Rachael Zimlich is a freelance writer in Cleveland, Ohio. She writes regularly for Contemporary Pediatrics, Managed Healthcare Executive, and Medical Economics.
Report reveals that many self-management techniques can help teenagers keep their allergies as well as asthma under control.
Teenagers and young adults are a group that is notoriously behind when it comes to compliance with medical regimens and self-management of conditions like asthma and allergies. A new study reviewed some self-management techniques that might be successful in helping this group take better control of their conditions.
The new study,1 published in Allergy, evaluated how well interventions focused on well-being and self-management worked in teenagers and young adults with asthma and other allergic conditions. The European Academy of Allergy and Clinical Immunology Task Force on Allergic Diseases in Adolescents and Young Adults conducted a systemic literature review across 8 databases to complete the study, reviewing a total of 30 papers from 27 studies. Some of the self-management interventions covered by those studies included psychological interventions, e-health, educational programs, peer-led programs, and breathing exercises or retraining. All of these interventions were geared specifically toward asthma management.
Part of the reason teenagers and young adults don’t do well with self-management of allergies and asthma is in part due to the independence they are starting to have from parents and old routines, as well as perhaps peer pressure and a lack of education on their disease. The result of this poor self-management, however, is an increased risk of fatal anaphylaxis resulting from exposure to allergen-containing foods or asthma-related deaths. These increased risks are also a high source of depression and anxiety in these age groups, according to the research team.
Teaching better self-management might be the key to improving quality of life and reducing risks in these age groups. The report reviewed a number of self-management techniques, dividing them into 4 groups—psychological, e-health, education, and peer-led. All of these focused on asthma management over allergies, according to the report. There were also a small number of studies that focused on breathing retraining techniques. Follow-up on the success of these interventions was performed 2 to 12 weeks afterwards, the report notes.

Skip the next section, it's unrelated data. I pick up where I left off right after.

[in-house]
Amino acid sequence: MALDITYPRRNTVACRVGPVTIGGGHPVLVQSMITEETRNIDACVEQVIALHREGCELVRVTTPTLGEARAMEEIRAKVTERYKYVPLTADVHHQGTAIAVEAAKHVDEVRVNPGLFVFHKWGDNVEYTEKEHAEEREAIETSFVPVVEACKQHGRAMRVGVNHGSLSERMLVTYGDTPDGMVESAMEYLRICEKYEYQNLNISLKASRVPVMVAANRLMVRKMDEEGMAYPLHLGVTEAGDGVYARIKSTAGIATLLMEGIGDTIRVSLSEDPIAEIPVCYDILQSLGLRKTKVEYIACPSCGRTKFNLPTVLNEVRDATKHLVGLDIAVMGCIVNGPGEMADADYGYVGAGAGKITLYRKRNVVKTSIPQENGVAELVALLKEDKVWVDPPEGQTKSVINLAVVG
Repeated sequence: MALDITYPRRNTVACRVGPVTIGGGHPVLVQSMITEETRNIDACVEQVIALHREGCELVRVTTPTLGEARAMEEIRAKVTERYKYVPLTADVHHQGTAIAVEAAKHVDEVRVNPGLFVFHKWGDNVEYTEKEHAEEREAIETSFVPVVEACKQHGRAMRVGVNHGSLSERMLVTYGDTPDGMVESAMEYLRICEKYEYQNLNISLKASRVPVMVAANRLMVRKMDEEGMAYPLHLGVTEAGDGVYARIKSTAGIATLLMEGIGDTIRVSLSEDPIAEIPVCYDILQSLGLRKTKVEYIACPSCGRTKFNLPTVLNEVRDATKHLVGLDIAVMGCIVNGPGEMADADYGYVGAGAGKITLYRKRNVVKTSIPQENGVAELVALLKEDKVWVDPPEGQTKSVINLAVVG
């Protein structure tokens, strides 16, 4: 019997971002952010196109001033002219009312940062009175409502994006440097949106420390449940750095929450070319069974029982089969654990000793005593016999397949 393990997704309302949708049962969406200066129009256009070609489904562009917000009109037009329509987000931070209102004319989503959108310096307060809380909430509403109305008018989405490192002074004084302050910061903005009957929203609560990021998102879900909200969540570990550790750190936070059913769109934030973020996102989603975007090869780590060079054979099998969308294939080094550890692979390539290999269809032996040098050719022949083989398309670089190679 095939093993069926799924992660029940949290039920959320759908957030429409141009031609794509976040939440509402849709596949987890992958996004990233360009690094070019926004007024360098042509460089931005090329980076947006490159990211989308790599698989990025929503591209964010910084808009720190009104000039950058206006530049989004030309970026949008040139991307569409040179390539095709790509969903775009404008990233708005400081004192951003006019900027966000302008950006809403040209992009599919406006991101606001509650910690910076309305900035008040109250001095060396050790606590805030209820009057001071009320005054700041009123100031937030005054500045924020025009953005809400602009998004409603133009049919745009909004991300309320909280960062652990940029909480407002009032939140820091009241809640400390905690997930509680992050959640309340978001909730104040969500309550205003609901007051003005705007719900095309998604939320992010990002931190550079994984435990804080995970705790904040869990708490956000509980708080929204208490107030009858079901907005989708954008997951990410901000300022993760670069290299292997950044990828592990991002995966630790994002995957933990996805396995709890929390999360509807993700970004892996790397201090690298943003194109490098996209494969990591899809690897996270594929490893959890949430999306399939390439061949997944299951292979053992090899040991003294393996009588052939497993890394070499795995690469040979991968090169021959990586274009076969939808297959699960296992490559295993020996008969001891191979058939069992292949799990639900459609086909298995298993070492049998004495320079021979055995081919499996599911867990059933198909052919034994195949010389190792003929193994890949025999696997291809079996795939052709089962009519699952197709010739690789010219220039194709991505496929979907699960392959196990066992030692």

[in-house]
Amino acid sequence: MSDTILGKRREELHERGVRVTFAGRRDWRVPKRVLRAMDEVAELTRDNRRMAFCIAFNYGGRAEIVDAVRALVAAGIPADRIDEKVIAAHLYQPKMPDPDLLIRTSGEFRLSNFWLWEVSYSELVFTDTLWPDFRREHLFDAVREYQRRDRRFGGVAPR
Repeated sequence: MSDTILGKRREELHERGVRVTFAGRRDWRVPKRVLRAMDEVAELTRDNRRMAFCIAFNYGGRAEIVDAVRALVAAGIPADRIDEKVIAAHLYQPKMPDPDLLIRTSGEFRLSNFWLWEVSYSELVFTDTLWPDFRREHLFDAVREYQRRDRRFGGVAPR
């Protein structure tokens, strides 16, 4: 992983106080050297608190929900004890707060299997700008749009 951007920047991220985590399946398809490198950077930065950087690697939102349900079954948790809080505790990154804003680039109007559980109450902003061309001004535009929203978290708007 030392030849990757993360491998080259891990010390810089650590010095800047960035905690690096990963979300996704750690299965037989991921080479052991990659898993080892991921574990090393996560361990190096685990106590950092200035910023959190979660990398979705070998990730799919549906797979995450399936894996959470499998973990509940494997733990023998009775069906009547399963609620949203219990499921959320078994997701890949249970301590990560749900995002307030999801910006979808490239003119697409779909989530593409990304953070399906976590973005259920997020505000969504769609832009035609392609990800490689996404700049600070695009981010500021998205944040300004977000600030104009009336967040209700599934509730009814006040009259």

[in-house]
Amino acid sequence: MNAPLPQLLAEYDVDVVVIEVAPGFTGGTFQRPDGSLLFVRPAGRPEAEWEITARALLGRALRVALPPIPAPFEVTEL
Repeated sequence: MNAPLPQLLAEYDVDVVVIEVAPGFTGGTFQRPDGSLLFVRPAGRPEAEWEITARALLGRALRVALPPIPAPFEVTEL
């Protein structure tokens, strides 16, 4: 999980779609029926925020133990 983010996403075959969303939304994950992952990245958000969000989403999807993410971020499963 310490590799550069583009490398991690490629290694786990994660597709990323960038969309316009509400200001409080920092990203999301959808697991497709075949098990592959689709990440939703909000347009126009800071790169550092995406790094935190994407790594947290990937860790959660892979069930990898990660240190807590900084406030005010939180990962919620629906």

Psychological intervention for asthma management focused on the management of stress, anxiety, and depression. Participants were also taught coping and problem-solving skills. Each of the interventions also included at least some education on asthma, as well. Although this group overall reported improved overall health outcomes, there was a lack of replication in the studies and it wasn’t clear how clinically significant any improvements were, the report notes.
E-health interventions used a number of computer-based applications, videos, and mobile apps to offer instruction on medication use, personalized action plans for asthma exacerbations, computer-aided decision-making programs, and individualized counseling. These interventions showed significant improvement in overall health outcomes, especially in those with moderate to severe asthma. Specifically, there were improvements in inhaler use techniques, more questions asked about medications and asthma control. Despite the overall health improvements, the research team found that there was little significant improvement in overall asthma scores of self-efficacy.
General education interventions
These interventions included a number of education types, including programs led by nurses, group sessions, and individual education. Each program was focused on improving outcomes related to asthma knowledge, identifying symptoms, how to prevent asthma attacks, and how to manage the disease. A reduction in symptoms and improvements in management techniques and medication use were noted among participants for each education method. However, long-term benefits of these education program were not clear, with mixed results on improvement across all the studies reviewed.
In the review of peer-led education groups, there was significant improvement noted in outcomes over results after adult-led education groups, the report notes. Researchers saw an 80% to 82% drop in acute office visits in one study evaluating participants from a peer-led group, and there were also drops in missed school days. However, only one study that reviewed peer-led groups really evaluated the impact on asthma management from a health outcome perspective, noting no overall improvement in FEV1 between intervention and control groups.
Overall, the research team noted at least some improvement in intervention groups over control groups for each intervention. Quality of life, self-esteem, coping methods, moods, device use techniques, and reduction in asthma symptoms were among the area improved by the interventions. However, while most of the intervention types showed at least some improvement, these programs focused on asthma over other types of allergic conditions, and certain interventions types yielded more improvement than others. The research team suggests that before evidence-based recommendations be made, that better research is needed. The studies examined were small feasibility or pilot studies, and large longitudinal studies would provide better evidence on the efficacy of any of these interventions, the report team notes.
1. Knibb R, Alviani C, Garriga, Baraut T, et al. The effectiveness of interventions to improve self‐management for adolescents and young adults with allergic conditions: a systematic review. Allergy. 2020;75(8):1880-1897. doi:10.1111/all.14269